A Stroke of Genius

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Science Translational Medicine  18 Jun 2014:
Vol. 6, Issue 241, pp. 241ec105
DOI: 10.1126/scitranslmed.3009594

The word “stroke” derives from its most dangerous characteristic: that it strikes suddenly, without warning. A stroke occurs when a part of the brain is cut off from its blood supply by a clot or broken blood vessel. Brain cells immediately begin to die at a rate of 2 million cells per minute, causing irreversible disability or death. Cerebral amyloid angiopathy (CAA) is a major contributor to stroke—especially in elderly people and in patients with Alzheimer’s disease. This condition is characterized by the deposition of amyloid-β proteins in the blood vessels of the brain and causes excessive inflammation, leading to hemorrhagic stroke. Although CAA can be treated with immunosuppressive steroids when detected early, it can only be diagnosed with a brain biopsy, leaving the problem frequently undiagnosed until catastrophic consequences arise. To overcome the challenge of detection and minimize systemic side effects of the immunosuppressive treatment, Agyare and colleagues engineered theranostic nanovehicles (TNVs) capable of targeting amyloid-β deposits to simultaneously enhance imaging modalities while locally delivering the drug.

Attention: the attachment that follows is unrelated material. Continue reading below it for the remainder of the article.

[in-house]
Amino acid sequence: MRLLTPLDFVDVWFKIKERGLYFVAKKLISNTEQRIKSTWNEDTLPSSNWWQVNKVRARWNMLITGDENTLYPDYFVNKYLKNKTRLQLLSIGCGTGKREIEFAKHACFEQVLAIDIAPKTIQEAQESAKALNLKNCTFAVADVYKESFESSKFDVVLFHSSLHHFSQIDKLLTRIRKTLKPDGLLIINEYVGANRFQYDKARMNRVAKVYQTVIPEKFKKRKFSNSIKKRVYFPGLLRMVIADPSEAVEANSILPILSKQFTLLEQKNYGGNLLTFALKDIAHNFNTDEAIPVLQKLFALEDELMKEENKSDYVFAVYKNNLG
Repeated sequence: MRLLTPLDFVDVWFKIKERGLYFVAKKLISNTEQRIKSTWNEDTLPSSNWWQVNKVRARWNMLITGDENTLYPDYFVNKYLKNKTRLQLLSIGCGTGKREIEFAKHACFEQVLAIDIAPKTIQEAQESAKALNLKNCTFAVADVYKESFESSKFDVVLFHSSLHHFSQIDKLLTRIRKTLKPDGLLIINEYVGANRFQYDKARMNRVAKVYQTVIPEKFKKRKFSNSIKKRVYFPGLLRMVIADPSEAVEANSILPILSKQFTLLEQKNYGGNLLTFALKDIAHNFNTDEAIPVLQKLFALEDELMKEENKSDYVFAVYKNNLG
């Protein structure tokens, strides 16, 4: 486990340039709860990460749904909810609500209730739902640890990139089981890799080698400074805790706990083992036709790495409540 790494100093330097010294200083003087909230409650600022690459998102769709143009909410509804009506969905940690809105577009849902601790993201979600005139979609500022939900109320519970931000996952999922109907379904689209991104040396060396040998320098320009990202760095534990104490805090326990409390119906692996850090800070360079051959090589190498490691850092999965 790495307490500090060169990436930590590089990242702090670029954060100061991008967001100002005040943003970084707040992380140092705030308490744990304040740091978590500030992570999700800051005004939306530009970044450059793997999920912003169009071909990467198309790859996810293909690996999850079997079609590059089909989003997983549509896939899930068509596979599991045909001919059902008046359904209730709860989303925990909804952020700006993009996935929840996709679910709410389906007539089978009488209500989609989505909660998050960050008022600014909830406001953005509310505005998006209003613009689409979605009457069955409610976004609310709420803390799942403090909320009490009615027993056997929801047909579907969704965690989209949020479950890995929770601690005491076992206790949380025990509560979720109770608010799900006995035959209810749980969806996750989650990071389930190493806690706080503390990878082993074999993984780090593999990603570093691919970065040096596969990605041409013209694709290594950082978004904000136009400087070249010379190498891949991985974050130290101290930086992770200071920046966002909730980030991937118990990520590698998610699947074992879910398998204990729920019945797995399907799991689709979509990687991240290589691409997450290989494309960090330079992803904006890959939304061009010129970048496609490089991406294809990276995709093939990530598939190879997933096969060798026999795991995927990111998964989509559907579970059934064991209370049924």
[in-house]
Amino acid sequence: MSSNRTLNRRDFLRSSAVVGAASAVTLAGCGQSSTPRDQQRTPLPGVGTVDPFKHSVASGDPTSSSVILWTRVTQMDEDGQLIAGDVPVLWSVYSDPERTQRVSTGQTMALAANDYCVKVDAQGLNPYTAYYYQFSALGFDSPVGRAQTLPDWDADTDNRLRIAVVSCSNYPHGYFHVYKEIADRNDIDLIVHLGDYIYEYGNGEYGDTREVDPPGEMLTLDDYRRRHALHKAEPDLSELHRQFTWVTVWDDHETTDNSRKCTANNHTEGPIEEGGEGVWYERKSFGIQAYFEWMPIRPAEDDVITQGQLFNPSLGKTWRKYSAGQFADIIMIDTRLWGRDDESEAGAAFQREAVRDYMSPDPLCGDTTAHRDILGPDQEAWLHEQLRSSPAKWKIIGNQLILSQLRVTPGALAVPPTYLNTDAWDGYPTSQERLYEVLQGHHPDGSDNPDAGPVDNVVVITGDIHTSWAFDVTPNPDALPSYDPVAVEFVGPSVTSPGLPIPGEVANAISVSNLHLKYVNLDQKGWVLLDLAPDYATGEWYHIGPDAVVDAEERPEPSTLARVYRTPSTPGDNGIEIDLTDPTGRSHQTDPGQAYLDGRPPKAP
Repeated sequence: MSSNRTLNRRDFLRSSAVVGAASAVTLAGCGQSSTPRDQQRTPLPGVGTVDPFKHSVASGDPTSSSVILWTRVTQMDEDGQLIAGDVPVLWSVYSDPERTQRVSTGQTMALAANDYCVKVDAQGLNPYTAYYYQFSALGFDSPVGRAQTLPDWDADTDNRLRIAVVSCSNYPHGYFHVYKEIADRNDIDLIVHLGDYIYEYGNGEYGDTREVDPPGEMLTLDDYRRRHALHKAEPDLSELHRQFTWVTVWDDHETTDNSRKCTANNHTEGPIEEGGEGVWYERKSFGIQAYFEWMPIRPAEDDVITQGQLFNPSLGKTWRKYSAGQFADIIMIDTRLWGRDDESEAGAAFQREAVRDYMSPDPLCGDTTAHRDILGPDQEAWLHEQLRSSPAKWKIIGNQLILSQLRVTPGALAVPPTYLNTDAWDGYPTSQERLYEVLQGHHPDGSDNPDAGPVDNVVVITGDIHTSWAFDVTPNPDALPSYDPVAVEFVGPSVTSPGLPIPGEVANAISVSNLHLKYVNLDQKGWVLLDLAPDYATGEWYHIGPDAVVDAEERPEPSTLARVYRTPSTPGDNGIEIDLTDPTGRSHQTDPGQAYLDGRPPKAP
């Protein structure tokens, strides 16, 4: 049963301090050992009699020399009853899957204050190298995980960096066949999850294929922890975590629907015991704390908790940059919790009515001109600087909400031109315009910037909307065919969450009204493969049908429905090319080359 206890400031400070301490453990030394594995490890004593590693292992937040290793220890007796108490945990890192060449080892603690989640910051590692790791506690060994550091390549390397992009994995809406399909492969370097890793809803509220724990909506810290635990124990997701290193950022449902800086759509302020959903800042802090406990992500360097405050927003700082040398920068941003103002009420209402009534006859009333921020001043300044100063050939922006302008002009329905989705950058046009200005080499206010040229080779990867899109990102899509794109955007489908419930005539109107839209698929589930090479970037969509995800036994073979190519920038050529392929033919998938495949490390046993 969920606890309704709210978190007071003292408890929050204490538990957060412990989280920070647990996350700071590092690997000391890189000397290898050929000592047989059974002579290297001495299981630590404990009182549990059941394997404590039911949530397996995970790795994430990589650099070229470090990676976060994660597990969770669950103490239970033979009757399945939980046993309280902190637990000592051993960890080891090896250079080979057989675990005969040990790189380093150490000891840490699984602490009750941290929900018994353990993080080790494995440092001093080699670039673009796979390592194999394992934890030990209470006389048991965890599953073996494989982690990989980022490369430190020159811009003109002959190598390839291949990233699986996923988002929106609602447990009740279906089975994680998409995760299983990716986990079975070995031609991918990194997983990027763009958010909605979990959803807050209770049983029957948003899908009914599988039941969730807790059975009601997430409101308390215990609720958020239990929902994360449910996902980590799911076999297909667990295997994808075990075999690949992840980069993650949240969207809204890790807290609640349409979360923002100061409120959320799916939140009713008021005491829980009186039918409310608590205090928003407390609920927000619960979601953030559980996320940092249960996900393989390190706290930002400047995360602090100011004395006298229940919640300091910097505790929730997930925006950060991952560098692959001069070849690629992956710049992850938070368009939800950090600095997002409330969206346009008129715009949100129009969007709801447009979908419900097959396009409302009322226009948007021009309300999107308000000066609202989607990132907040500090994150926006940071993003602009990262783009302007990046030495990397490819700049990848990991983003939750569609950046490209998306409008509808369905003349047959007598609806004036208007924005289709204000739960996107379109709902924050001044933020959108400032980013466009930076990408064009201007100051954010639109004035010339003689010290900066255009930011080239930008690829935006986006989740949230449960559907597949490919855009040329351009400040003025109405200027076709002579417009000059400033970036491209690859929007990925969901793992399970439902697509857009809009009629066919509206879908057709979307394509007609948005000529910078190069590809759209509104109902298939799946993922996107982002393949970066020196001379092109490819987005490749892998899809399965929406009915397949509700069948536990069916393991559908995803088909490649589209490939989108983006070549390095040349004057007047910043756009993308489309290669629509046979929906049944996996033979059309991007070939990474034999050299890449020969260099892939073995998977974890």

The team prepared chitosan nanoparticles that incorporated a magnetic resonance imaging (MRI) contrast agent, a core of the immunosuppressant cyclophosphamide, and an outer shell of antibodies to amyloid-β. In in vitro experiments, TNVs effectively bound to amyloid-β proteins and reduced the secretion of inflammatory cytokines from endothelial cells typical of the inflamed blood brain barrier. In vivo, TNVs accumulated preferentially in brain arteries of mice pretreated with amyloid-β proteins, an important consequence of their amyloid-β–targeting surfaces, as compared with mice without these proteins. Most importantly, TNVs enhanced detection with MRI and computed tomography.

This new strategy may prove to be a useful tool for the clinical diagnosis and treatment of early CAA before it leads to hemorrhagic stroke. The TNVs will need to be evaluated for their ability to treat cerebral inflammation in a more stringent animal model of CAA, and the contrast enhancement could be improved for smaller blood vessels. However, the use of a single engineered nanoparticle for both treatment and imaging of CAA is an important step toward the prevention of one of the leading causes of death in the United States.

E. K. Agyare et al., Engineering theranostic nanovehicles capable of targeting cerebrovascular amyloid deposits. J. Controlled Release 184, 121–129 (2014). [PubMed]

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